How Did Anzac Day Start Off, and What Has It Evolved Into?
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How Did Anzac Day Start Off, and What Has It Evolved Into?

Anzac day is now celebrated in Australia every year on the 25th of April. But do you actually know where it originated from, and how it evolved to become what it is today. Read on, and find out how exactly this has happened throughout the past century, and why it is so significant to Australians and New Zealanders today.

Many people celebrate what is known as Anzac day, to remember soldiers who fought for Australia. Anzac is actually an acronym, meaning Australian and New Zealand Army Corps. These were the brave soldiers that fought in Gallipoli during World War 1. The Australian and New Zealand soldiers were fighting to take the Gallipoli Peninsula, more specifically Constantinople, an ally of the Germans to allow the allied navy vessels to pass through, to the Black Sea. This expedition was planned by Winston Churchill.

Unfortunately, when the Australian Soldiers arrived at Gallipoli, they met a force which was much stronger than they expected. This was the Ottoman Army. The Ottoman Army was directed by a man named Mustafa Kemal, who is more widely known as Attatürk. Going against the plan of Winston Churchill, the Ottoman Army managed to defend themselves for a total of 8 months. At this stage, the Anzacs and their allies retreated. The retreat was quite ingenious on the Anzacs behalf. They would have themselves go quiet for an hour or so, and then begin openfire at the Ottomans who come over to take a look. The remaining soldiers continued to do this as some of the others retreated. As the soldier line diminished even more, they used rifles which were rigged to fire randomly. These were put in place so that the Ottomans did not actually realise that they were escaping. Only two soldiers were injured during the evacuation.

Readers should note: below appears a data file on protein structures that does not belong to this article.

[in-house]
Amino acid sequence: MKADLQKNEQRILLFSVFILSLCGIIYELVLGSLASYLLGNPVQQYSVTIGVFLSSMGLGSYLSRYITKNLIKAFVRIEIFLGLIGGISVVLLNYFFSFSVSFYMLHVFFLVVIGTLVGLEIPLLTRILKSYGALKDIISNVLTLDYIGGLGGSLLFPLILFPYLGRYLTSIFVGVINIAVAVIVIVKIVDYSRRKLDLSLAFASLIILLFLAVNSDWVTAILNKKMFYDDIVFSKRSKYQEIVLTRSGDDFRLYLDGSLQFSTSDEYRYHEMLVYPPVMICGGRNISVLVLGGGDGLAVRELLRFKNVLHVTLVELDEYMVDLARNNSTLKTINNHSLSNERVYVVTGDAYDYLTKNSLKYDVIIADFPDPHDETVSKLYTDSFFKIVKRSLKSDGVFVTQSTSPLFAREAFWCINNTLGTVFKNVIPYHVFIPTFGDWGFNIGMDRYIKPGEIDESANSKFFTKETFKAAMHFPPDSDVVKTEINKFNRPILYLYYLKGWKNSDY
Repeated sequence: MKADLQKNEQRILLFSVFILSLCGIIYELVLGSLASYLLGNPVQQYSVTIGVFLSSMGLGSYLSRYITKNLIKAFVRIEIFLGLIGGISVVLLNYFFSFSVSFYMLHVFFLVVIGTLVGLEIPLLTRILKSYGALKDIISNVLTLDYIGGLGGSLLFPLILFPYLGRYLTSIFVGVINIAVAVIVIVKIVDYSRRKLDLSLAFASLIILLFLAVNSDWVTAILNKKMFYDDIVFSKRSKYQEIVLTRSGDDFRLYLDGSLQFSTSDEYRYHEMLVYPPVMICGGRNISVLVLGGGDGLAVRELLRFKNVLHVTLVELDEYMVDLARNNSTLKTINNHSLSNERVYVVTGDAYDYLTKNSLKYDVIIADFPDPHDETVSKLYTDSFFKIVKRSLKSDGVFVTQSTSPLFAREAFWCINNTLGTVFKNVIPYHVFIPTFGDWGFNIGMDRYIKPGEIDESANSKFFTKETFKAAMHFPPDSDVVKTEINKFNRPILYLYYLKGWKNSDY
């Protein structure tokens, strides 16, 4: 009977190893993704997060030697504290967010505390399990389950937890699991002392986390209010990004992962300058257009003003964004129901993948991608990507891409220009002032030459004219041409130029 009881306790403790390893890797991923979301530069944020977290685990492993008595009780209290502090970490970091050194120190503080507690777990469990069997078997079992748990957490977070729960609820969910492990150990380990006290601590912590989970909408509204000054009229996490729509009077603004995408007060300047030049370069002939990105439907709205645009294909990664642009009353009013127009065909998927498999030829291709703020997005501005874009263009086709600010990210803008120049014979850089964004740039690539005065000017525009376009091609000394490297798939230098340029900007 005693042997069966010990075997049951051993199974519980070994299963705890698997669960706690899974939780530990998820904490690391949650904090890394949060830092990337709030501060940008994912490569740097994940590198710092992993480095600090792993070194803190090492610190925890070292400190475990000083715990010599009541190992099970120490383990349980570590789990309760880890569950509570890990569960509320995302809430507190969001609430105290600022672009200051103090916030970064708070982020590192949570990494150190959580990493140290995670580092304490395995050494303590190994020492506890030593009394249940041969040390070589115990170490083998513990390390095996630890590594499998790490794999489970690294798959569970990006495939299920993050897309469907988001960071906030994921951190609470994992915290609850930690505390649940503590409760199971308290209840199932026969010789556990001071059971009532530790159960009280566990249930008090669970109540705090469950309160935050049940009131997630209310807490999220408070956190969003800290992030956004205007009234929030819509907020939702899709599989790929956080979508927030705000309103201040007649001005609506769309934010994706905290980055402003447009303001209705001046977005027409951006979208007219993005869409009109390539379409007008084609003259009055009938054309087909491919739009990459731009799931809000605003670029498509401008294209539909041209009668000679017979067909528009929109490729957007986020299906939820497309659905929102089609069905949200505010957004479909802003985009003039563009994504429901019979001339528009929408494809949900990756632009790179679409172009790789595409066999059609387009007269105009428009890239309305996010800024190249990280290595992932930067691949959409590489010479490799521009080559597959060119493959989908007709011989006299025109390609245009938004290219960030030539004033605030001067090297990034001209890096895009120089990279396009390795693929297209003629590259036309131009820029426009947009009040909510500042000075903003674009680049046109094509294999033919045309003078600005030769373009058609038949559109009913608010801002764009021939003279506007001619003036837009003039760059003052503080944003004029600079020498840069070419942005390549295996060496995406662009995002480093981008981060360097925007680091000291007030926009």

As the news spread back to Australia, they made Anzac day a commemerative day for allied soldiers who had fought in Gallipoli, and they even had a commemerative march for the soldiers which occured in London. When this march occured, they even made a headline on the newspaper. This headline was called "The Knights of Gallipoli". As the Anzac Day tradition evolved, it became more and more special to the Australian and New Zealanders. It was organised that it would be on the 25th of April each year, and it would be a memory of the 60,000 Australians, and also the 18,000 New Zealanders that died during this war. By part way through the 1930s, the rituals had continued to evolve, and Anzac Day now had things included in it like the Dawn Service.

To date, since other wars that have taken place, Anzac Day is now a day to remember all the soldiers who have served the Australian Nation. It is mainly a day that occurs in Australia and New Zealand, however also happens to take place in a couple of other places. Described as the most moving moment of many peoples lives, a Dawn Service in Gallipoli, which is held every year, is not one to forget. A minutes silence is often played to remember the soldiers. Lest We Forget.

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Comments (1)

Good one, I'm a Kiwi :-)